‘The Industrial Workers: The Convention and Its Work’ by Eugene V. Debs from The Socialist (Toledo). Vol. 5 No. 253. July 29, 1905.

A report by Debs for Herman Titus’ left Socialist newspaper on the founding of the Industrial Workers of the World in 1905.

‘The Industrial Workers: The Convention and Its Work’ by Eugene V. Debs from The Socialist (Toledo). Vol. 5 No. 253. July 29, 1905.

A few words in regard to the new industrial union recently organized in Chicago may be of interest to the readers of The Socialist, especially since the capitalist press reports designedly played fast and loose with the convention and made special efforts to have it appear ridiculous and contemptible.

It is worthy of remark that the Chicago dailies rallied about the American Federation of Labor as loyally as if they had been its own official organs, and in the name of “organized labor” these capitalist mouthpieces poured their venom upon the industrial convention, misrepresented its mission, and lied outright about its personnel and proceedings. I state this fact not merely because of its obvious significance, but because these organs, during the Teamsters’ strike, howled incessantly about the corruption of organized labor, the depravity of its leaders, and the barbarity of its methods, as if these talking tools of the capitalists wanted a clean labor movement. On occasion, when it suits their interest, they decry pure and simple trade unionism, but let there be an honest effort to unite the workers in a clean movement, and presto! These same organs rally round these same old unions and scrupulously guard them as their own precious charge, well knowing that a clean labor movement means death to the capitalist system and that the salvation of the capitalist class depends literally upon a rotten labor movement.

This preliminary statement will account for the uniform hostility of the capitalist dailies to the industrial convention and for the instructions that were issued to the reporters to “knock” it from start to finish.

In the 30 years I have been connected with organized labor I have never attended a more representative gathering of the working class. It was in the true sense a proletarian parliament, class-consciousness being the distinguishing characteristic of the body.

In all the convention there was not, so far as could be observed, a single delegate who sought office, or any personal favor whatsoever. If there was a self-seeker in the delegation I failed to see him.

The proceedings were marked with all the severities of debate, but at no time were the bounds of propriety exceeded; and although the delegates were intensely in earnest, they accorded each other the fullest privilege of being respectfully heard from the opening to the close of the proceedings.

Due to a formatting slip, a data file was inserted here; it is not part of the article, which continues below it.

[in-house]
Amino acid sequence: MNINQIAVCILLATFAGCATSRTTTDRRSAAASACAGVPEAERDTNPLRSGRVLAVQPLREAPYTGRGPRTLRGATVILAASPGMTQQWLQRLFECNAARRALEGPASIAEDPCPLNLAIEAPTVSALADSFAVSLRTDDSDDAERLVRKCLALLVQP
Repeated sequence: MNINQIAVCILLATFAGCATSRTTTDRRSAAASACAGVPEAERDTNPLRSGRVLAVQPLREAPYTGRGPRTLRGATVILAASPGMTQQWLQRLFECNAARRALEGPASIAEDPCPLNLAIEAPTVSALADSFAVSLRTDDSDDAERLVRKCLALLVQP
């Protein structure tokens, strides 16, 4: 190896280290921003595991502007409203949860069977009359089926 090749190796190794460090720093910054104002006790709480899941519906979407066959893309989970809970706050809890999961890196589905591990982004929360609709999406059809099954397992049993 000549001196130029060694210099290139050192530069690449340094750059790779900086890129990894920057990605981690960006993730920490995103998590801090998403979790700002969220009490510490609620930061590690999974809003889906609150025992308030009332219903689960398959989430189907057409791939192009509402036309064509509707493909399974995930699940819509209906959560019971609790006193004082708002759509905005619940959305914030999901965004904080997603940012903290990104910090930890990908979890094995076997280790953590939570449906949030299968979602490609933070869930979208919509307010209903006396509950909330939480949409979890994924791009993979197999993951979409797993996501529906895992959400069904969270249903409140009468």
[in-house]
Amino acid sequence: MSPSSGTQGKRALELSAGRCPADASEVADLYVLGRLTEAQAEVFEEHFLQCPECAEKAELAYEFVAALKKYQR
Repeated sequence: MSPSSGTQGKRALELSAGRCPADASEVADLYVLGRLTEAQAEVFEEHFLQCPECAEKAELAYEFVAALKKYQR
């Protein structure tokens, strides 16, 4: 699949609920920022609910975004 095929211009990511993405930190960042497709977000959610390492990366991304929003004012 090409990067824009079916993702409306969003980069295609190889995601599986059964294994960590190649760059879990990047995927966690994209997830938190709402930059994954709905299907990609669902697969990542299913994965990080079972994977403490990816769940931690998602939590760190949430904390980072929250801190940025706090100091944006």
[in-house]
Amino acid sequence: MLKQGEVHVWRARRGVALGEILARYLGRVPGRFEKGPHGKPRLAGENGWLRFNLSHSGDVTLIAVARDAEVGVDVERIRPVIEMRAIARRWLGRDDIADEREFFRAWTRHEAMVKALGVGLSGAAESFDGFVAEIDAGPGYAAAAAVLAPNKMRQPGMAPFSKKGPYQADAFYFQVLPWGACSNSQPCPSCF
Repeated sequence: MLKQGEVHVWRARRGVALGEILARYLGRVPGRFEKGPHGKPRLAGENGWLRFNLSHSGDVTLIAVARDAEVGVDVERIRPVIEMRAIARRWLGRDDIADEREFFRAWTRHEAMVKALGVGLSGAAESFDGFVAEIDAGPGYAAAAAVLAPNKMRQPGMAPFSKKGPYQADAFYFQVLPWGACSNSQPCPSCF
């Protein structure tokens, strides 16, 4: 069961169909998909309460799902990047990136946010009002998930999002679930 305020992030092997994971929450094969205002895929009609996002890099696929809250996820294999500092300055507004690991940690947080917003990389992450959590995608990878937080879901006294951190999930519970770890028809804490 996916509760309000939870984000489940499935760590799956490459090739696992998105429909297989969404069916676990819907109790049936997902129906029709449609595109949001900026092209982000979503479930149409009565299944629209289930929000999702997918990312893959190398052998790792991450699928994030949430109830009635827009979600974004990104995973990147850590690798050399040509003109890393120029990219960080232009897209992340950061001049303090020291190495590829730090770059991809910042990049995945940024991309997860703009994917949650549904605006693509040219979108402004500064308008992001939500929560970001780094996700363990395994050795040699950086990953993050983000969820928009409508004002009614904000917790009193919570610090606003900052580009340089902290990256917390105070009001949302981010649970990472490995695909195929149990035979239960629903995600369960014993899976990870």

It is quite true that the results of the convention are subject to criticism; that the objects of the meeting were not fully and perfectly carried out; but there is reason for this and it can be easily explained. The delegates who composed the convention did not meet upon the same uniform footing as is the case with other conventions; some represented organizations with full power to act, some with limited powers, some with instructions to report back, while others represented themselves only, and under such circumstances it was not to be expected that the work of organizing a fullfledged industrial union could be carried out according to the general plan and in detail, and the most that could be reasonably expected was that a provisional plan of united action could be adopted and a clean beginning made in the right direction, and this much was accomplished beyond all doubt, and in May next another convention will be held, more largely attended to complete the work and furnish the new organization its full equipment for its great mission.

The need for a great, sound economic organization of the working class, industrial in form and expressing the class struggle, is urgently felt in this country. The political movement depends largely upon it and I cannot conceive that the political movement could ever develop great strength without it. This, I think, is pretty generally conceded, but there is considerable difference of opinion as to whether our comrades should stick to the old unions and “reform” them, or join the new organization. Needless to say that I take the latter view. The comrades who still support the old unions are honest, no doubt, but they are mistaken in supposing that they can convert the old unions into new agencies in the interest of the working class. The capitalists have gotten hold of the old unions and will never relax their grasp on them. The comrades who imagine they can change these unions from within had just as well remained in the Populist, or Democratic, or Republican Parties, expecting to change them from within, instead of pulling out and organizing a new party to accomplish a new mission.